Linn Knekt Kivor hard-disk multizone music system Measurements

Sidebar 3: Measurements

To assess the Linn Oktal's performance, I ripped a CD-R containing all of my regular 16-bit CD-player test signals. The Tunboks drove the Oktal via a 1m Cat.5 AES/EBU link. I also fed the Oktal 24-bit digital data via one of its S/PDIF data inputs. Unfortunately, the processor would not lock to 96kHz-sampled data, though it did to an 88.2kHz datastream, after a few burps and hiccups.

At 1.942V, the maximum analog output level was inconsequentially below the specified 2V RMS, this sourced from a consistent 211 ohms across the audioband. The Oktal preserved correct absolute polarity. The frequency response (fig.1, bottom pair of traces above 1kHz) was flat within the audioband for both 44.1kHz and 88.2kHz sample rates, with a very slight top-octave rolloff continuing above the audioband at the higher sample rate. However, pre-emphasized data (fig.1, upper traces) were not decoded with the appropriate de-emphasis, presumably because the Tunboks does not preserve the relevant datastream subcode flag. Fortunately, pre-emphasized CDs are extremely rare these days. The Oktal did recognize HDCD data, however. Channel separation (not shown) was excellent below 600Hz, being buried in the noise floor, but deteriorated at 6dB/octave above that frequency to a still-good 80dB at 20kHz, due to the usual capacitive coupling.

Fig.1 Linn Kivor Oktal, frequency response at -12dBFS, without emphasis, at 44.1kHz and 88.2kHz sample rates (top); and with emphasis, at 44.1kHz (bottom). (Right channel dashed, 0.5dB/vertical div.)

Fig.2 shows 1/3-octave spectral analyses of the Oktal's analog output while it decoded 16- and 24-bit data representing a dithered 1kHz tone at -90dBFS. The increase in bit depth results in only a 2dB drop in the noise floor, suggesting that the Oktal really offers 16-bit performance. Which is fine, considering that the Tunboks can send it only 16-bit data. But it does mean that the processor will not get the best from sources with greater resolution. Slight spuriae can be seen at 200Hz, 2kHz, and 7.5kHz. I'm reasonably confident that the two lower-frequency spikes are due to the Audio Precision System One test set, but the 7.5kHz peak appears to be characteristic of the Oktal. This peak can also be seen in the spectral analyses of the Oktal's output while it decoded "digital black" (fig.3). Note the dramatic increase in noise above 20kHz, due to the noise-shaping used to maximize the DAC's audioband resolution.

Fig.2 Linn Kivor Oktal, 1/3-octave spectrum of dithered 1kHz tone at -90dBFS, with noise and spuriae (from top to bottom): 16-bit data, 24-bit data (right channel dashed).

Fig.3 Linn Kivor Oktal, 1/3-octave spectrum of "digital black," with noise and spuriae (from top to bottom below 20kHz): 16-bit data, 24-bit data (right channel dashed).

Linearity error (fig.4) was very low down to -100dBFS, below which noise made its presence known. This noise can also be seen in the Oktal's reproduction of an undithered 1kHz sinewave at -90.31dBFS (fig.5), where it obscures what should be three discrete voltage levels. As expected from fig.2, no improvement in the waveshape could be seen when the word length was increased to 24 bits.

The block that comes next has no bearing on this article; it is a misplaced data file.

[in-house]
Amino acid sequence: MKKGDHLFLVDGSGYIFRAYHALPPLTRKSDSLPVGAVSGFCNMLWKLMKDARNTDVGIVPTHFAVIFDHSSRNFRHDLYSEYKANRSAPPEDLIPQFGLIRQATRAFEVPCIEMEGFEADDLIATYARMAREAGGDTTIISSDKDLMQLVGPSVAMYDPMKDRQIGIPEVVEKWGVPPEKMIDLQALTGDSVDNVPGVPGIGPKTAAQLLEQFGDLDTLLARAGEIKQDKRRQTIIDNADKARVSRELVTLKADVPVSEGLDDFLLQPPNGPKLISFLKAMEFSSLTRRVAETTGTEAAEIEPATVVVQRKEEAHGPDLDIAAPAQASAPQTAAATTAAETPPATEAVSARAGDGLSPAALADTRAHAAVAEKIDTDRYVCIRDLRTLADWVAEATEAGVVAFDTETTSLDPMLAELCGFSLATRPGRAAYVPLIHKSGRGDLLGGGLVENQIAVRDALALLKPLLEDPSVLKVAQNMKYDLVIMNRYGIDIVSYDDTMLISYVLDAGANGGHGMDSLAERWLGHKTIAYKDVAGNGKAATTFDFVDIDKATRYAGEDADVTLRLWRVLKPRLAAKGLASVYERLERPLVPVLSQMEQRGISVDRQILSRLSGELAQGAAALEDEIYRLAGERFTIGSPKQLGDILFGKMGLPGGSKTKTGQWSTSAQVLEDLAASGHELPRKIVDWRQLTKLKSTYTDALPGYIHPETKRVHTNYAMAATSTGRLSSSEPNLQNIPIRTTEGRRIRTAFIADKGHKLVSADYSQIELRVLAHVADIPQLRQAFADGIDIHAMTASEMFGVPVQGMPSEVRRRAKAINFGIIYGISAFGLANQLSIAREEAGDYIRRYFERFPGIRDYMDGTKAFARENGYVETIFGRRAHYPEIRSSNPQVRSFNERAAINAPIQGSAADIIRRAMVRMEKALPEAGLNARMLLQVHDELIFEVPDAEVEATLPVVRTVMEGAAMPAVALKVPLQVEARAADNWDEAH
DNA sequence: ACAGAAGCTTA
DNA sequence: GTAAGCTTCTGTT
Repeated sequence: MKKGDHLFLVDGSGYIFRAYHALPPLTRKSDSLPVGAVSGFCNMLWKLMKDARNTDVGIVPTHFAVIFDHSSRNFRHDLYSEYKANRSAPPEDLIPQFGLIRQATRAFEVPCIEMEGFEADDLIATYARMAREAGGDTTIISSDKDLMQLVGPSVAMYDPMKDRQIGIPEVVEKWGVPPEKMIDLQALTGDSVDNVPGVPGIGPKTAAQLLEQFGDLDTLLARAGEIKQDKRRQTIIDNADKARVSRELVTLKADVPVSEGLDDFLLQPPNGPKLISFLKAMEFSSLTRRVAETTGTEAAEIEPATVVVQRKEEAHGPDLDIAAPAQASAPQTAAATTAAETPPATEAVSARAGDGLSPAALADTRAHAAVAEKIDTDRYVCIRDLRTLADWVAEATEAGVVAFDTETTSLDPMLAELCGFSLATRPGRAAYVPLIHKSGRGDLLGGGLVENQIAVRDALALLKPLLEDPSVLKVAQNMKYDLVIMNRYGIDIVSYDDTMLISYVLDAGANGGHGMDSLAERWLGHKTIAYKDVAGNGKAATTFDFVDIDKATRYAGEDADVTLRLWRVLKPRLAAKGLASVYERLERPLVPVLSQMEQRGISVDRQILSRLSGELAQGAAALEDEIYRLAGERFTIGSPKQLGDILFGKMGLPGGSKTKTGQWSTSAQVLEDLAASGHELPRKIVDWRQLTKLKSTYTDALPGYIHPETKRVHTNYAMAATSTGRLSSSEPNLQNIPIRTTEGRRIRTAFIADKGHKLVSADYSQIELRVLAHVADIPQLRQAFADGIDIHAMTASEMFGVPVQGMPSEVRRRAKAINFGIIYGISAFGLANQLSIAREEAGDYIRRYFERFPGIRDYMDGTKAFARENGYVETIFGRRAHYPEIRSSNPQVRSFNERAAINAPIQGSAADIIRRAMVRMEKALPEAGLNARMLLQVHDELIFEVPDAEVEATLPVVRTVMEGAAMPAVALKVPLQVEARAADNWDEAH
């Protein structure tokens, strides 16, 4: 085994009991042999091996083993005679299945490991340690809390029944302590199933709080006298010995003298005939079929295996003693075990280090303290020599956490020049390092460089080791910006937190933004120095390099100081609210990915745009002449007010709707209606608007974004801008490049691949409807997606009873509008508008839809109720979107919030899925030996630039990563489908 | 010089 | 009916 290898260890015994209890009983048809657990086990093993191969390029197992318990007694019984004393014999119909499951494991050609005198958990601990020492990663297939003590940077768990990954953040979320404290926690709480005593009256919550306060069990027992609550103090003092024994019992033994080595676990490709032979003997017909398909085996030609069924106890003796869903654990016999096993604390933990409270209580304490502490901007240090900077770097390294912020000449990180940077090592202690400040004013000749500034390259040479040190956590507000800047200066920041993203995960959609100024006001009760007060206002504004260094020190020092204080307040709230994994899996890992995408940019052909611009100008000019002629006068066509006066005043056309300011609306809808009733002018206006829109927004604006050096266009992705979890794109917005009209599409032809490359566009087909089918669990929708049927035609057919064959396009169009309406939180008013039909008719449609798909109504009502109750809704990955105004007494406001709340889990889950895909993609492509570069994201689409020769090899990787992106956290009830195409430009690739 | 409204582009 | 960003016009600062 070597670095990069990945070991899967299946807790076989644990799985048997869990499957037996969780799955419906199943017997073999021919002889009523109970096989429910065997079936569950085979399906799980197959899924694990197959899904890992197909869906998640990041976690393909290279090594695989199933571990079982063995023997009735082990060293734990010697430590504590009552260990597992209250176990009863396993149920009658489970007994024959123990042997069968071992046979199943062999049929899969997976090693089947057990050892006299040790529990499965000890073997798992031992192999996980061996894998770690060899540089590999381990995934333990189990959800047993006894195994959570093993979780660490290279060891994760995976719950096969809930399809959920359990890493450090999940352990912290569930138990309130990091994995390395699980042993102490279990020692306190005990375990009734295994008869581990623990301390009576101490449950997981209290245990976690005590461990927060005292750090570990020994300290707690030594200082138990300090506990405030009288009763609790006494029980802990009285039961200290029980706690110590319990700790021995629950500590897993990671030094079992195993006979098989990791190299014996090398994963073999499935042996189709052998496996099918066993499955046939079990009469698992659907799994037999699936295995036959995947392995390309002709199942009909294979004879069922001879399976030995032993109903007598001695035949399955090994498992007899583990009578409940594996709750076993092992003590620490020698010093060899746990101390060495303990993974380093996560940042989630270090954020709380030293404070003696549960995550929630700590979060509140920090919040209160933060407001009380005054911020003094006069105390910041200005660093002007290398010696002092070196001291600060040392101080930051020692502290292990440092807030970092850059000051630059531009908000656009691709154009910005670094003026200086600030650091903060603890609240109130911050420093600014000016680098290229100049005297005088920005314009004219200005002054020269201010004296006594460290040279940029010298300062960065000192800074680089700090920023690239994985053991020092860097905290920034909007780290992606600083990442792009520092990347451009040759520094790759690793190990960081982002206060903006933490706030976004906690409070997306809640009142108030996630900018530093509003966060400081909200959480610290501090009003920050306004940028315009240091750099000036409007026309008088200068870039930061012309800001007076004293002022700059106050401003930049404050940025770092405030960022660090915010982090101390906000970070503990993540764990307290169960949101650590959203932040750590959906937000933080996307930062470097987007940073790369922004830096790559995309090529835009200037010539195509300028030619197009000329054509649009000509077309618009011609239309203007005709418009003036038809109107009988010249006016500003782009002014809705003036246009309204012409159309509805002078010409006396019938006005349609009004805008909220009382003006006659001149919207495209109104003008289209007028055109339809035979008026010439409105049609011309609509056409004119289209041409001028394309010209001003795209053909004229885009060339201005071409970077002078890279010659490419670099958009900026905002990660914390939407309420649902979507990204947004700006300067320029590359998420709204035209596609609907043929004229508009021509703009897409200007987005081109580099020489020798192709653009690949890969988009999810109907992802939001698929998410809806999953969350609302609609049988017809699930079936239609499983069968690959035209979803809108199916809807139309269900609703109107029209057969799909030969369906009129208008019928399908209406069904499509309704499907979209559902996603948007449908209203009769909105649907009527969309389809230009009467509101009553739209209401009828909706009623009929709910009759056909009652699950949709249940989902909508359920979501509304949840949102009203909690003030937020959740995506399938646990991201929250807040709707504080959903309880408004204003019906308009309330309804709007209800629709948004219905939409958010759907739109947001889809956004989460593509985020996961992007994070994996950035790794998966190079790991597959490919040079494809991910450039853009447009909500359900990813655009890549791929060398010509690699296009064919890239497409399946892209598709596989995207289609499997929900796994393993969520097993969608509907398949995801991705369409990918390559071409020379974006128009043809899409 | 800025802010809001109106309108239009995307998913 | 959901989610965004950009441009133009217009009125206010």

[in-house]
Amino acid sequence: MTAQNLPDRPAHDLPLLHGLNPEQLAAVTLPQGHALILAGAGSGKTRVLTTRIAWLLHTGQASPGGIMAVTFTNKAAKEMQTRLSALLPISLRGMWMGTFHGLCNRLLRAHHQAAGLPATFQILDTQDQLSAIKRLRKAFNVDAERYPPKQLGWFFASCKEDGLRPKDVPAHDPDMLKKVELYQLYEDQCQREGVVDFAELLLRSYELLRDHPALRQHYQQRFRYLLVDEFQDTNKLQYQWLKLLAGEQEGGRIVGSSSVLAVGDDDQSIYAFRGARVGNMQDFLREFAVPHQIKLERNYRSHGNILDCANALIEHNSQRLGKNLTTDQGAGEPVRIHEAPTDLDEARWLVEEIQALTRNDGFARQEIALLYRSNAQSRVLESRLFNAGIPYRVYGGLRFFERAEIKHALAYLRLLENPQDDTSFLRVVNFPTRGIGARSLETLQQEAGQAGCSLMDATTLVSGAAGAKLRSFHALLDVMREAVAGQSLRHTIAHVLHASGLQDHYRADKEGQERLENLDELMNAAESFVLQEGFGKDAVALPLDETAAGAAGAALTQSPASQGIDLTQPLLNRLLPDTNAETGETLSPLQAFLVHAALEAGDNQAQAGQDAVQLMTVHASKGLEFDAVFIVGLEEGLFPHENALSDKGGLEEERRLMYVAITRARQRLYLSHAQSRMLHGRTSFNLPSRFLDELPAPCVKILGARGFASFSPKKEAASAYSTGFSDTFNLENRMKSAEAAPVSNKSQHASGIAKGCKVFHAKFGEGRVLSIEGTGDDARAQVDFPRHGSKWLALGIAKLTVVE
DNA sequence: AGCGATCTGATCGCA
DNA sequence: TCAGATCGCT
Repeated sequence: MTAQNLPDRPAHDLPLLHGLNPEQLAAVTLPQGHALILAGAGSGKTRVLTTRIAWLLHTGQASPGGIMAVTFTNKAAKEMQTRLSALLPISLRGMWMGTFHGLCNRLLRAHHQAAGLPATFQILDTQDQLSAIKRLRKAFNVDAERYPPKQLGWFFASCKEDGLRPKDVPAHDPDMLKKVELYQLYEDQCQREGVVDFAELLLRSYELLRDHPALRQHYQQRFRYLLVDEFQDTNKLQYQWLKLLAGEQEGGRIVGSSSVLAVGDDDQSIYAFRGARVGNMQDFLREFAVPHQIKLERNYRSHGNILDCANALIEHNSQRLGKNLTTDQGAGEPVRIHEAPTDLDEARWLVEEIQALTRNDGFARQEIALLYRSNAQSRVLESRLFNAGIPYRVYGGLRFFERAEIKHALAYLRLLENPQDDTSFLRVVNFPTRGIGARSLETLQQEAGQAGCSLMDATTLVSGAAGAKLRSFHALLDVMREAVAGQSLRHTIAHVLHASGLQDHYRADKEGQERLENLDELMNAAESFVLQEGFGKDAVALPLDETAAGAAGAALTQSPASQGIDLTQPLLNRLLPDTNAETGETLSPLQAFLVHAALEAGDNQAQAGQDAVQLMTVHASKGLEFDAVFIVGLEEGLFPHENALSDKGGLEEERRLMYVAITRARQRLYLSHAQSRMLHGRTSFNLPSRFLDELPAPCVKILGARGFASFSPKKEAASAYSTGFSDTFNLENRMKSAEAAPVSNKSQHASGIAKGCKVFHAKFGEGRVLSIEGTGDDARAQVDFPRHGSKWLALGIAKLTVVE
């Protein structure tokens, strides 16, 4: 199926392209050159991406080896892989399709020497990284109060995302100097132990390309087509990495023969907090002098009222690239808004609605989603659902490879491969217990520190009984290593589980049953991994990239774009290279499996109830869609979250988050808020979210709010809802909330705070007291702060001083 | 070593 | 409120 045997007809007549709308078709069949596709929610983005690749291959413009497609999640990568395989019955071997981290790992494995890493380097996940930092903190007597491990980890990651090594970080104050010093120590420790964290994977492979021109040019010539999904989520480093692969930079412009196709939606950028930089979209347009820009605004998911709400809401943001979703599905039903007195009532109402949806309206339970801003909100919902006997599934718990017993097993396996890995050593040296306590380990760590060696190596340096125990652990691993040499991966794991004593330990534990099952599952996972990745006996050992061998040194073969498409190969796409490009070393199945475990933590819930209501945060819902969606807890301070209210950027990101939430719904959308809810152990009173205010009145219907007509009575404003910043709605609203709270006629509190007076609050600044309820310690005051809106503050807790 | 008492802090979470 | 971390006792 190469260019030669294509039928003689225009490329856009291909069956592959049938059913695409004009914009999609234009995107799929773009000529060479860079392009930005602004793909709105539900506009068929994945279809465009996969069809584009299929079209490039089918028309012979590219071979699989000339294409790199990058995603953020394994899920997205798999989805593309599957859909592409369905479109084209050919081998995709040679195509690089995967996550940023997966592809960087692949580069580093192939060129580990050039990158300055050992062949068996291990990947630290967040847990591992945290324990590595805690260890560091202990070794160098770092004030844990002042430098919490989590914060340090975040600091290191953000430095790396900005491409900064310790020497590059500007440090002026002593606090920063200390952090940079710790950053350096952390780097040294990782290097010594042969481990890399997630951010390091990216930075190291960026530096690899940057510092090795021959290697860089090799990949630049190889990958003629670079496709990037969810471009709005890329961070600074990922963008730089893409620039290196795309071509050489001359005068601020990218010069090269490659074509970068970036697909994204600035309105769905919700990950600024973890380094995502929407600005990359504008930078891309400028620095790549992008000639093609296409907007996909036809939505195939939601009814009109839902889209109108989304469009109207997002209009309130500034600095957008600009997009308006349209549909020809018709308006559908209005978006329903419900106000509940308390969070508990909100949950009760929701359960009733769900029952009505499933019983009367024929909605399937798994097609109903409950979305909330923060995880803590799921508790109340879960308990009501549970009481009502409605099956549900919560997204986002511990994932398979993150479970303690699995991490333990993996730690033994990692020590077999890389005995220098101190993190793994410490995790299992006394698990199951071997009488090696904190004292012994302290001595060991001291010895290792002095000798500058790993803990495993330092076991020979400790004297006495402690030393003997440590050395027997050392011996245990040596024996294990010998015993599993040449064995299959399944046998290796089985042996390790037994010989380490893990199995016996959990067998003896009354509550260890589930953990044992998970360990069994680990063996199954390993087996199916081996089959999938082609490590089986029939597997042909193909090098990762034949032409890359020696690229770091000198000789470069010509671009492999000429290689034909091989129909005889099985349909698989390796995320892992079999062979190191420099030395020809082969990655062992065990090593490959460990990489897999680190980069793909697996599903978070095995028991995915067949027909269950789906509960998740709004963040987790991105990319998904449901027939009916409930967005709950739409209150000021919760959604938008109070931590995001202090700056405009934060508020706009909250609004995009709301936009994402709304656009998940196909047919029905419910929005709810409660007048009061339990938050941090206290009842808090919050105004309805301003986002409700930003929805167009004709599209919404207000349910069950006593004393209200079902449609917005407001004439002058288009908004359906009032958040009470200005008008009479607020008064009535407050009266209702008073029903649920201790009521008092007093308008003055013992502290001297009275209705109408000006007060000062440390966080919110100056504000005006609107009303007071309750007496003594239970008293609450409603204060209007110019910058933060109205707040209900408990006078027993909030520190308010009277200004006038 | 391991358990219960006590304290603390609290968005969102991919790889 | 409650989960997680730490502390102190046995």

Fig.4 Linn Kivor Oktal, departure from linearity, 16-bit CD data (right channel dashed, 2dB/vertical div.).

Fig.5 Linn Kivor Oktal, waveform of undithered 1kHz sinewave at -90.31dBFS, 16-bit data.

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MikeMaine's picture

Or you can buy a Mac

CuteStudio's picture

... that you can run the SeeDeClip4 multiuser music server on a regular, noisy PC in the spare room and access and/or control the music using any modern gadget like a Chromebook, tablet, iPad etc.

This makes the choice of client easy - there's lots of cheap alternatives and an iPad can be hooked up to Toslink using an Apple TV or Airport Express etc.

The free version does a lot more than you'd think, it's a complete home audio solution.

JonGreen's picture

A little late to the table(!), but thanks for an excellent, well-balanced review.

I was the systems architect of the Imerge SoundServer, which was rebadged (with some enhancements) as Linn's Kivor. I also designed the XiVA-Link communications protocol, and worked with Linn's Alan Clark (designer of the iconic Sondek CD12) on the S/PDIF hardware and drivers: Alan did most of the hardware work; I assisted in some of the FPGA firmware, and write the drivers.

I can confirm the accuracy of just about everything reported here. During 2000, both SoundServer and Kivor were going through a series of rapid evolutions. Towards the end of 2001, the products were settling down.

I'm a little surprised that they were reported as being MP3-only, though. One of the key selling points for audiophiles was that both products were able to rip and play uncompressed audio. This is why SoundServer (and, I believe, Kivor) came with up to 1.1 TB of storage - a massive amount at the time - configured as eleven 100 GB drives. It ran hot and heavy (and, yes, a bit noisy), but had enough elbow room to accommodate a lot of raw audio.

It was true that we only had one genre allocated to a track or album. This was partly because of the limited information we received from Gracenote. I always felt that having more than one genre per item in the database would be a good thing, but I was over-ruled. Apart from anything else, it would have made genre-based searches substantially slower, for a bunch of technical reasons it's not worth going into here. I think that if we'd done it today, we'd have used a noSQL database such as MongoDB or Couchbase, so we could have had the flexibility to enhance with additional fields such as user-assigned genres or arbitrary tags.

Anyway, thanks again. Great memories, revisiting that part of my career!